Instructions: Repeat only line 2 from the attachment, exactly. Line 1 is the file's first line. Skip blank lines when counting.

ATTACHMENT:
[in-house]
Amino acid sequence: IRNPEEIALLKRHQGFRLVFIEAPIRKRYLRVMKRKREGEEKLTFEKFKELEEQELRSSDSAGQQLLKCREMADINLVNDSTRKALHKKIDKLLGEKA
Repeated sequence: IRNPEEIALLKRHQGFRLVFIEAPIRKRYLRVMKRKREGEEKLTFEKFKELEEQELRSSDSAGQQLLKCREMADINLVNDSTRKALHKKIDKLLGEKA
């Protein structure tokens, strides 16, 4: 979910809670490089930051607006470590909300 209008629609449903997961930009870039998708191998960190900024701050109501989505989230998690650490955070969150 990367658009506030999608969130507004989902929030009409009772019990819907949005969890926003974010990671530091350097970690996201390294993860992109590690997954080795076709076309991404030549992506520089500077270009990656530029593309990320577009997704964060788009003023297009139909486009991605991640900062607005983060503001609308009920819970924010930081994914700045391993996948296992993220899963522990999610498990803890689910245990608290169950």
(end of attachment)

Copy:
Amino acid sequence: IRNPEEIALLKRHQGFRLVFIEAPIRKRYLRVMKRKREGEEKLTFEKFKELEEQELRSSDSAGQQLLKCREMADINLVNDSTRKALHKKIDKLLGEKA